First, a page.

• C.I.A. Weapons used to Kill Americans in Jordan

    Tuesday, June 28, 2016
    The theft, involving millions of dollars of weapons, highlights the messy, unplanned consequences of programs to arm and train rebels — the kind of program the C.I.A. and Pentagon have conducted for decades. The theft and resale of the arms have led to a flood of new weapons available on the black arms market. A disparate collection of groups, including criminal networks and rural Jordanian tribes, use the arms bazaars to build their arsenals.   read more
  • Central American Refugees’ Lives Put at Risk by U.S.-Financed Program for their Interception and Deportation by Mexico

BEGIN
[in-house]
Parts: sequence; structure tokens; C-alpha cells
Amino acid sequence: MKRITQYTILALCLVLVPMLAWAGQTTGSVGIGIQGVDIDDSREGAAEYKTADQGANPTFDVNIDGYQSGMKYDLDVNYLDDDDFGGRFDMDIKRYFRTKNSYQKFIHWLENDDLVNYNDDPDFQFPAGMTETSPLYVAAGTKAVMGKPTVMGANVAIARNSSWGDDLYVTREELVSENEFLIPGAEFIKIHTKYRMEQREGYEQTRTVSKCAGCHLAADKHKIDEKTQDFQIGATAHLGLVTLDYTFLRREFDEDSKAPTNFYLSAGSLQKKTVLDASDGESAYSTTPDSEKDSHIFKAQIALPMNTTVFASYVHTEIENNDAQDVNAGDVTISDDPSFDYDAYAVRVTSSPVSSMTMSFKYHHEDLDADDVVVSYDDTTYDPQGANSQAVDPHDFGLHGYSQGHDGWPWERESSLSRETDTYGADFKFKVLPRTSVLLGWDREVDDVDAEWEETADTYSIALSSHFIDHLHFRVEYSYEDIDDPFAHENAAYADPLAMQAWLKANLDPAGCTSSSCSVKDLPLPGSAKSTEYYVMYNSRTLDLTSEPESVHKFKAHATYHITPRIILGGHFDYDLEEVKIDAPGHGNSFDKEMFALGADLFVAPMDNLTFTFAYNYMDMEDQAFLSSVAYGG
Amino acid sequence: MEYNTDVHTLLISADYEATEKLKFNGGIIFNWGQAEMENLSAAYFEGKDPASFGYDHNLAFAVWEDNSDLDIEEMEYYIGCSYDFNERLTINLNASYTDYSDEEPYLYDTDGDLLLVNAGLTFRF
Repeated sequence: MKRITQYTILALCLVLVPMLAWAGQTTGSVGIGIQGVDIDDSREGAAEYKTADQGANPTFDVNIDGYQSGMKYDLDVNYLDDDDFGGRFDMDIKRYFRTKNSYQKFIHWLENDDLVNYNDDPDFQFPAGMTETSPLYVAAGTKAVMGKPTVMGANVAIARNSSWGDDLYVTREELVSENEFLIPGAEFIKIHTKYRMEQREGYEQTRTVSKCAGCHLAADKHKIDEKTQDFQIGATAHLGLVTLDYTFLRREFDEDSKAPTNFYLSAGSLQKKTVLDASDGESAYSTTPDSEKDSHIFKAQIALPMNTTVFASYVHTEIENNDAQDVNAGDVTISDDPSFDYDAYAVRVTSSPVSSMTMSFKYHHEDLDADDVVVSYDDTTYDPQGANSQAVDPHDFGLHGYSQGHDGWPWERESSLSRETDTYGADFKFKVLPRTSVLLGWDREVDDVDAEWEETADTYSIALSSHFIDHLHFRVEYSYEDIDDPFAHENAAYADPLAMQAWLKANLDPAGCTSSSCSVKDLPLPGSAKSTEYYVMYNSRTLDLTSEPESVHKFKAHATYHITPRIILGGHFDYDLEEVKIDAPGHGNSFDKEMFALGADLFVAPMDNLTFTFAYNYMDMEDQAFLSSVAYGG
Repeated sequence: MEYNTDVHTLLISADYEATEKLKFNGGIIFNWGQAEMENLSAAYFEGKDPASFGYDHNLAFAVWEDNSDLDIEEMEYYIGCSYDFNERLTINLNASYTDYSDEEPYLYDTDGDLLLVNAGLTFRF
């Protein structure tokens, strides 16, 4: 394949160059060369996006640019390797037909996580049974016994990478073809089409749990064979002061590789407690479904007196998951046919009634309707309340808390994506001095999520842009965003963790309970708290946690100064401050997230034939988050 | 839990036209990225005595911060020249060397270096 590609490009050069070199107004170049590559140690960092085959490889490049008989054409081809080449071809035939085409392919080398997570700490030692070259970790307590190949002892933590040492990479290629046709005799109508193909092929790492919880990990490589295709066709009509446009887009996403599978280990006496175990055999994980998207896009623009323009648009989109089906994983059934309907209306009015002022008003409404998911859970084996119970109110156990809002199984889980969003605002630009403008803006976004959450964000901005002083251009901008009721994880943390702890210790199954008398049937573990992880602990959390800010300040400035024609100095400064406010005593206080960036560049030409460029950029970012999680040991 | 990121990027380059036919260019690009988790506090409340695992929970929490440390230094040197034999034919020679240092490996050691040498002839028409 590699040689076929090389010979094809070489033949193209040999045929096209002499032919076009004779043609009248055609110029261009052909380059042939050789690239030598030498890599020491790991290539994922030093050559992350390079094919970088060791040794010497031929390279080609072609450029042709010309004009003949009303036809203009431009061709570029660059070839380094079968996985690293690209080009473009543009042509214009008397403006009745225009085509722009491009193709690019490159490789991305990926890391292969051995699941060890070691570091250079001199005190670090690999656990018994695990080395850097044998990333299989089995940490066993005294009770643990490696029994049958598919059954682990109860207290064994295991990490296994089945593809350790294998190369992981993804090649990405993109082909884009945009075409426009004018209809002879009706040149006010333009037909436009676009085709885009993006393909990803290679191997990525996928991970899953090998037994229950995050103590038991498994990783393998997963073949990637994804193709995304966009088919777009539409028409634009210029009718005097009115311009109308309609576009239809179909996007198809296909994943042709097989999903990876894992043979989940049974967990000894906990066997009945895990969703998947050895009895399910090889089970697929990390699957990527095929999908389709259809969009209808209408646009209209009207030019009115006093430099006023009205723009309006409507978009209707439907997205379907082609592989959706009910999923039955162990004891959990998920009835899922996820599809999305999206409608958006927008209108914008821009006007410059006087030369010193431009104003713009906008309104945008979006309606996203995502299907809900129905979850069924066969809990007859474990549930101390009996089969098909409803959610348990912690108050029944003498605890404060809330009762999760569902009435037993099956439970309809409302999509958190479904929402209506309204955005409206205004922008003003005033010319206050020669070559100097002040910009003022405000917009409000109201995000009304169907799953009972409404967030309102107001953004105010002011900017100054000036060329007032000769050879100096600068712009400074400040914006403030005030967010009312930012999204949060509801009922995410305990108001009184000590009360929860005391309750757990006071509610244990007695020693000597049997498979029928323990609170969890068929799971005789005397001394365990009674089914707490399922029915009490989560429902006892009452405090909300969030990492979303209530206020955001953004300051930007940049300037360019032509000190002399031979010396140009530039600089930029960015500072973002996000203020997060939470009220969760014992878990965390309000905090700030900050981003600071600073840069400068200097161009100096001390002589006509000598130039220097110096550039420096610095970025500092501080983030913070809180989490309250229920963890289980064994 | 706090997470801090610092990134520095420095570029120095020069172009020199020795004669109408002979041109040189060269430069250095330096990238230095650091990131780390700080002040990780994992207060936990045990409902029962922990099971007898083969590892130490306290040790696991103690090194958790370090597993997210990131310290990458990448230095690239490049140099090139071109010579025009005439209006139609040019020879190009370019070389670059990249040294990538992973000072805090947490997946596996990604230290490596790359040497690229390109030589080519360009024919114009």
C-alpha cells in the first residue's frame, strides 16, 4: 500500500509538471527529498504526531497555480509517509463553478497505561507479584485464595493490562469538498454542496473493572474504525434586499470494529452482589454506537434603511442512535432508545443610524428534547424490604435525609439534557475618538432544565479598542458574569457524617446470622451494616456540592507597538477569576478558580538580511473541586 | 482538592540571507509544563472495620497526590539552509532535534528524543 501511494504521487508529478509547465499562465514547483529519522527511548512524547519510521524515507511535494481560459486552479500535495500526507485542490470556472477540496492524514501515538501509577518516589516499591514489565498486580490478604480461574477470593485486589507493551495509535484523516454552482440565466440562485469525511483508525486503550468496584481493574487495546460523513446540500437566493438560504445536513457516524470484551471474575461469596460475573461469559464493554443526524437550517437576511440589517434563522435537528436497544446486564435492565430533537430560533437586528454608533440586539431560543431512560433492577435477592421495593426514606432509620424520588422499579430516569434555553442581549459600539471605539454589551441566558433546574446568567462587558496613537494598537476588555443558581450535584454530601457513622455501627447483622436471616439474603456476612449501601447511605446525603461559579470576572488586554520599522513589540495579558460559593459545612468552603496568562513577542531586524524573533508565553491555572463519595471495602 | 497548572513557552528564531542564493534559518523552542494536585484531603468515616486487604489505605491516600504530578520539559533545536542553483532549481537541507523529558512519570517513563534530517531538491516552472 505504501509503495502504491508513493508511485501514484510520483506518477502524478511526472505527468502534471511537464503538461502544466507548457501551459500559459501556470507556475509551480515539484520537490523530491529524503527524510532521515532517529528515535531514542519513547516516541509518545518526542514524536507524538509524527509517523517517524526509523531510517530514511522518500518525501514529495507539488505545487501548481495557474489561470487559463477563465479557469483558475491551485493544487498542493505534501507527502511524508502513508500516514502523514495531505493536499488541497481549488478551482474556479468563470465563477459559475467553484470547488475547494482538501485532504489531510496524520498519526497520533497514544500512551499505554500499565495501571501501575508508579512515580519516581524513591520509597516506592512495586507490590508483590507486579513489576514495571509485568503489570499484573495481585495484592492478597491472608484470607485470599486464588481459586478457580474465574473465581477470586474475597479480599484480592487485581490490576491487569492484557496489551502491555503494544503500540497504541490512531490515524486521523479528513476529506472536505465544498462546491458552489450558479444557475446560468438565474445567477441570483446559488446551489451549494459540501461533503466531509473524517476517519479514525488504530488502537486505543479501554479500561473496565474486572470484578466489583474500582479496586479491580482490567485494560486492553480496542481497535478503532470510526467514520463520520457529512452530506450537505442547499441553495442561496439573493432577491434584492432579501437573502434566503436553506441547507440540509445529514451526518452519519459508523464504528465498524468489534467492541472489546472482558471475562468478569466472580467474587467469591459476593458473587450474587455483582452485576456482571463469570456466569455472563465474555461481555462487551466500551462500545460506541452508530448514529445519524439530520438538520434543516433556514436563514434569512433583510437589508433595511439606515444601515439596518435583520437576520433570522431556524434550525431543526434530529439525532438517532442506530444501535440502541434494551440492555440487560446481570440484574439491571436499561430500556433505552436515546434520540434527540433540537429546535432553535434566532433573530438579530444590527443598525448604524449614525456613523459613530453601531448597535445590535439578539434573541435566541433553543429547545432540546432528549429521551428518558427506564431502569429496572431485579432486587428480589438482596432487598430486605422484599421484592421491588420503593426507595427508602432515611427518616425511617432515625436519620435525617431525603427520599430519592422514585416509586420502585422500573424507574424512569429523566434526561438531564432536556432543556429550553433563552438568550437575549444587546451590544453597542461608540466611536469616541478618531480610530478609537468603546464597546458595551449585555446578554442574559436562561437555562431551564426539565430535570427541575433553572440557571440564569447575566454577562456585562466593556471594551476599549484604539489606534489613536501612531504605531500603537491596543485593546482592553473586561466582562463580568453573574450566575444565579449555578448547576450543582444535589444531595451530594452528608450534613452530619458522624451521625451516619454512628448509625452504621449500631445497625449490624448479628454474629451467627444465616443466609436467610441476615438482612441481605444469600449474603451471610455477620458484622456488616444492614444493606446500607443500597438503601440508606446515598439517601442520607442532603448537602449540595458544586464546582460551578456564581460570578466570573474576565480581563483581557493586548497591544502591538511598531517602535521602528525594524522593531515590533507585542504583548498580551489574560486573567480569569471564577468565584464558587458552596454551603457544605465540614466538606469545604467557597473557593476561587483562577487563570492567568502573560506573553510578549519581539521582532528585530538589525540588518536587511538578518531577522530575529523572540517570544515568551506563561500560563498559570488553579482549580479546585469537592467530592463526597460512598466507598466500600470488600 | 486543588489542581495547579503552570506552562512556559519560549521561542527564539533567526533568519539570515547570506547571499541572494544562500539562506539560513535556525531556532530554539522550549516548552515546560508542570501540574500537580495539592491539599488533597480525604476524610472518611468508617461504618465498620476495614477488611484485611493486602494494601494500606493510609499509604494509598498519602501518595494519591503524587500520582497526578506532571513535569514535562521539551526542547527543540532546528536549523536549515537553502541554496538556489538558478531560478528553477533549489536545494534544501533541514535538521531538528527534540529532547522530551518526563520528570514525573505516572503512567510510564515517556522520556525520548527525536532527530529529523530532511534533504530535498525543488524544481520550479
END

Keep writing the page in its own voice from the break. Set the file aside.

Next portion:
Tuesday, June 28, 2016
    Obama and Peña Nieto have cooperated to intercept desperate Central American refugees in Mexico before they can reach the U.S. border. These refugees are then typically deported to their home countries — which can be a death sentence. In effect, we have pressured and bribed Mexico to do our dirty work, detaining and deporting people fleeing gangs in Honduras, El Salvador and Guatemala. This solved a political crisis that Obama faced, but it betrays some of the world’s most vulnerable people.   read more
  • Agriculture Dept. Broke the Law by Discreetly Allowing Organic Farmers to Use Compost with Synthetic Chemicals

    Tuesday, June 28, 2016